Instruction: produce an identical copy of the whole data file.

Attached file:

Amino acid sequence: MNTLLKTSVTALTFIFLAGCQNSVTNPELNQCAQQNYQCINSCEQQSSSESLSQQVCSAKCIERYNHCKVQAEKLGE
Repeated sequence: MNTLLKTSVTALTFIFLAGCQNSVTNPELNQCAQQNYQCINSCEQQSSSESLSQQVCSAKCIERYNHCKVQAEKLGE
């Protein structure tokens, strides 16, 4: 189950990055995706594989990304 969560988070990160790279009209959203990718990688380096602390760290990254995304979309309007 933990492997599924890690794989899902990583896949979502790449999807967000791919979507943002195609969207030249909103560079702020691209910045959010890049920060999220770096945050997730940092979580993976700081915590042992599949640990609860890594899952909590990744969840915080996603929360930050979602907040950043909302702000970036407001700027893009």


Amino acid sequence: MNTLLKTSVTALTFIFLAGCQNSVTNPELNQCAQQNYQCINSCEQQSSSESLSQQVCSAKCIERYNHCKVQAEKLGE
Repeated sequence: MNTLLKTSVTALTFIFLAGCQNSVTNPELNQCAQQNYQCINSCEQQSSSESLSQQVCSAKCIERYNHCKVQAEKLGE
């Protein structure tokens, strides 16, 4: 189950990055995706594989990304 969560988070990160790279009209959203990718990688380096602390760290990254995304979309309007 933990492997599924890690794989899902990583896949979502790449999807967000791919979507943002195609969207030249909103560079702020691209910045959010890049920060999220770096945050997730940092979580993976700081915590042992599949640990609860890594899952909590990744969840915080996603929360930050979602907040950043909302702000970036407001700027893009």